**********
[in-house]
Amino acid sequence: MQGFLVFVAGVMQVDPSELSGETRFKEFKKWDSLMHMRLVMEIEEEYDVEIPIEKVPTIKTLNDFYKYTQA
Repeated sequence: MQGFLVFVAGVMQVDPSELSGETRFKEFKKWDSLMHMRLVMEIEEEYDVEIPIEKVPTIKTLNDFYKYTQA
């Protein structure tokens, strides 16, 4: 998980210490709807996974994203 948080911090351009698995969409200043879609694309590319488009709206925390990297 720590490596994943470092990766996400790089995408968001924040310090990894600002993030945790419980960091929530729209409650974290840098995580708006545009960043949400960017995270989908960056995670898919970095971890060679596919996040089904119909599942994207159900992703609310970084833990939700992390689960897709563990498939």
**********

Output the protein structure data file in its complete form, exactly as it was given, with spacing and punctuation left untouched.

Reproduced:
[in-house]
Amino acid sequence: MQGFLVFVAGVMQVDPSELSGETRFKEFKKWDSLMHMRLVMEIEEEYDVEIPIEKVPTIKTLNDFYKYTQA
Repeated sequence: MQGFLVFVAGVMQVDPSELSGETRFKEFKKWDSLMHMRLVMEIEEEYDVEIPIEKVPTIKTLNDFYKYTQA
């Protein structure tokens, strides 16, 4: 998980210490709807996974994203 948080911090351009698995969409200043879609694309590319488009709206925390990297 720590490596994943470092990766996400790089995408968001924040310090990894600002993030945790419980960091929530729209409650974290840098995580708006545009960043949400960017995270989908960056995670898919970095971890060679596919996040089904119909599942994207159900992703609310970084833990939700992390689960897709563990498939």